There is a common misconception that income taxes are never dischargeable in bankruptcy. In fact, you can discharge your back federal, state, and local income taxes in Chapter 7, Chapter 13, and Chapter 11. Penalties and interest are also dischargeable. Determining which back taxes are dischargeable can be a little complex. However, it is possible to discharge significant income tax debt in bankruptcy, if your tax debt fits within the following rules:
The 3 Year, 2 Year, and 240 Day Rules. The Bankruptcy code sets out specific time periods that determine if you can discharge your taxes, often called the 3-year, 2-year, and 240-day rules (or the 3-2-240 rules). Under these rules, you can discharge taxes that came due 3 years before filing for bankruptcy, as long as it has been at least 2 years since you filed the tax forms and 240 days since the taxes were assessed. These rules are often misunderstood. However, the important thing to understand is that you must meet the requirements of all three rules to discharge your taxes.
1. The 3-Year Rule. This rule states that to discharge your back income taxes, they must become due at least three years before you file for bankruptcy. Bankruptcy Code §507(a)(8)(A)(i). Typically, your federal and most state income taxes become due on or around April 15th of each year. In most cases, it is simply a matter of adding three years to this due date to determine the earliest date you can file for bankruptcy and still discharge your taxes.
Example: Joe’s 2008 federal income taxes are due on April 15, 2009. If Joe owes taxes for that year and wants to discharge them, the earliest he can file for bankruptcy is April 15, 2012 (April 15, 2009, plus 3 years).
Regardless of the initial due date, if you file for and receive an extension of time in which to file your taxes, the due date falls on the day the extension expires.
Example: If Joe in the example above obtains an extension until October 15, 2009, his tax due date is October 15th, not April 15th. Therefore, he must wait until October 15, 2012 to file for bankruptcy, if he wishes to discharge these taxes.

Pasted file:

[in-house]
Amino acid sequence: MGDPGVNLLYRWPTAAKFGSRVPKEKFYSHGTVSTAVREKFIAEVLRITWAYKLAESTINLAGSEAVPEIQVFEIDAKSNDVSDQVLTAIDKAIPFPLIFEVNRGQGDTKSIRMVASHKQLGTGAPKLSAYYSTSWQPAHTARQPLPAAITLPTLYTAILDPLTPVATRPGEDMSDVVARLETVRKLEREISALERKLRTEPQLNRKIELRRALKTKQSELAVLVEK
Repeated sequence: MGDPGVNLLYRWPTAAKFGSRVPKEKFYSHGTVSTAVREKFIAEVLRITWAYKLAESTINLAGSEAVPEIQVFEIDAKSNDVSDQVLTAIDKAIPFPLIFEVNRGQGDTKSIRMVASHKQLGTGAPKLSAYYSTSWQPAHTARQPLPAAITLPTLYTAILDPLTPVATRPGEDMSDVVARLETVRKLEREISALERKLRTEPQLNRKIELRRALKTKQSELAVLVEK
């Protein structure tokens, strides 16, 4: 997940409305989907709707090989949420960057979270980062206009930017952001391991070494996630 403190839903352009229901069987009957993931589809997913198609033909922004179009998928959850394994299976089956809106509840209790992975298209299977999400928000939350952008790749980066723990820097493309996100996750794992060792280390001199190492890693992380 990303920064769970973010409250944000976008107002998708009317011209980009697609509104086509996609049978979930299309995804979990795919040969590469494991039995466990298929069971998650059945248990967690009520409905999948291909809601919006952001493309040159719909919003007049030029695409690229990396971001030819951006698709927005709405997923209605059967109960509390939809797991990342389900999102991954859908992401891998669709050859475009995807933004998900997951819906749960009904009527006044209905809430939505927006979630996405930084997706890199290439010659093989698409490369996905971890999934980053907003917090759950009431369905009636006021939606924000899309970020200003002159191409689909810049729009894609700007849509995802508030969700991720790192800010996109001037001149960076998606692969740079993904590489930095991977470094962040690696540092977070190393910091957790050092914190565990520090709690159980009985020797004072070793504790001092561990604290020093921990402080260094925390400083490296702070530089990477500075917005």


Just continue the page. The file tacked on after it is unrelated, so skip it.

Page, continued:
2. The 2-Year Rule. Under the 2-year rule, your income tax returns must have been filed at least two years before filing your bankruptcy petition. This requirement allows you to discharge your taxes, even if you filed your tax forms late, as long as you file them at least two years before filing for bankruptcy. §523(a)(1)(b)(ii).
Example: Jill’s income taxes were due on April 15, 2009. Jill did not get an extension. However, she did not get around to filing her tax forms until June 1, 2010. If Jill wants to discharge her 2009 taxes, she cannot file for bankruptcy until June 1, 2012 (two years from the date she filed her taxes AND more than three years from the date the taxes were due).
What if you did not file? If you did not file an income tax return in a given tax year, any taxes assessed by the IRS for that year are not dischargeable. §523(a)(1)(b)(i). In my Philadelphia bankruptcy practice, I sometimes see clients whose taxes would have been dischargeable, if only they had filed their tax forms. If their tax debt is significant, I may advise them to go ahead and file the tax forms, then wait to file for bankruptcy.
Quick Point: If the IRS files a return on your behalf, it is not considered a filed return for the purposes of this rule. You must still file a tax form for that year.
3. The 240-Day Rule. Taxes must be assessed at least 240 days before you file for bankruptcy under this rule or not assessed at all. As a practical matter, the date of assessment is typically on or near the date you filed your income tax form (assuming the IRS and you agree on the amount of taxes owed). However, if you file a correction or a change results from an IRS audit, the assessment date may be substantially later. §507 (a)(8)(A)(ii)